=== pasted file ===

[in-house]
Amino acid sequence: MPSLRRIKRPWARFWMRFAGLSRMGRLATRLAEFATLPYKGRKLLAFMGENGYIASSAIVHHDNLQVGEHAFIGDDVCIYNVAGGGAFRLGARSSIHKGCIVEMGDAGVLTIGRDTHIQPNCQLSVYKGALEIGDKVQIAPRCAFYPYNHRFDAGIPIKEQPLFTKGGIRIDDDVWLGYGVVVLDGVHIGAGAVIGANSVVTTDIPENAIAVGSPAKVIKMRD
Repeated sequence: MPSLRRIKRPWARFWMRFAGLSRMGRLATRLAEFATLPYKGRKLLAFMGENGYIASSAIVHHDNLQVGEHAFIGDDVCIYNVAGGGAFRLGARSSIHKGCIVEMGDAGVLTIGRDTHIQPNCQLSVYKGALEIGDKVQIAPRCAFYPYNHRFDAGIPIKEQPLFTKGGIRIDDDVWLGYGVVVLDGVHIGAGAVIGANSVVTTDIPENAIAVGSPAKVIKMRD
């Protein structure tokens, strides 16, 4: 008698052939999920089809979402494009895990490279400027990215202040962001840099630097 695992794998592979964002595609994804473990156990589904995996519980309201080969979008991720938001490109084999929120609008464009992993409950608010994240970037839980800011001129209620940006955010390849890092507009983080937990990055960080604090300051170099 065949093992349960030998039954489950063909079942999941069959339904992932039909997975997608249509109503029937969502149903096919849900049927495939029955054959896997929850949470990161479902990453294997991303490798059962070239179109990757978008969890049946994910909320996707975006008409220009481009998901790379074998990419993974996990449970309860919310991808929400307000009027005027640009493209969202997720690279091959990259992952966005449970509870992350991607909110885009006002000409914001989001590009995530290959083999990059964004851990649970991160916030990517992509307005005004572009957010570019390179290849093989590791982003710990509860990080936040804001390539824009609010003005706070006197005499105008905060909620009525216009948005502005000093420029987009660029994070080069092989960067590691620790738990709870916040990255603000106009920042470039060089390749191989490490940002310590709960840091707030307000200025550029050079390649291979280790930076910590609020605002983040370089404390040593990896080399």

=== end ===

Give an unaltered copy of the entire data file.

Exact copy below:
[in-house]
Amino acid sequence: MPSLRRIKRPWARFWMRFAGLSRMGRLATRLAEFATLPYKGRKLLAFMGENGYIASSAIVHHDNLQVGEHAFIGDDVCIYNVAGGGAFRLGARSSIHKGCIVEMGDAGVLTIGRDTHIQPNCQLSVYKGALEIGDKVQIAPRCAFYPYNHRFDAGIPIKEQPLFTKGGIRIDDDVWLGYGVVVLDGVHIGAGAVIGANSVVTTDIPENAIAVGSPAKVIKMRD
Repeated sequence: MPSLRRIKRPWARFWMRFAGLSRMGRLATRLAEFATLPYKGRKLLAFMGENGYIASSAIVHHDNLQVGEHAFIGDDVCIYNVAGGGAFRLGARSSIHKGCIVEMGDAGVLTIGRDTHIQPNCQLSVYKGALEIGDKVQIAPRCAFYPYNHRFDAGIPIKEQPLFTKGGIRIDDDVWLGYGVVVLDGVHIGAGAVIGANSVVTTDIPENAIAVGSPAKVIKMRD
């Protein structure tokens, strides 16, 4: 008698052939999920089809979402494009895990490279400027990215202040962001840099630097 695992794998592979964002595609994804473990156990589904995996519980309201080969979008991720938001490109084999929120609008464009992993409950608010994240970037839980800011001129209620940006955010390849890092507009983080937990990055960080604090300051170099 065949093992349960030998039954489950063909079942999941069959339904992932039909997975997608249509109503029937969502149903096919849900049927495939029955054959896997929850949470990161479902990453294997991303490798059962070239179109990757978008969890049946994910909320996707975006008409220009481009998901790379074998990419993974996990449970309860919310991808929400307000009027005027640009493209969202997720690279091959990259992952966005449970509870992350991607909110885009006002000409914001989001590009995530290959083999990059964004851990649970991160916030990517992509307005005004572009957010570019390179290849093989590791982003710990509860990080936040804001390539824009609010003005706070006197005499105008905060909620009525216009948005502005000093420029987009660029994070080069092989960067590691620790738990709870916040990255603000106009920042470039060089390749191989490490940002310590709960840091707030307000200025550029050079390649291979280790930076910590609020605002983040370089404390040593990896080399």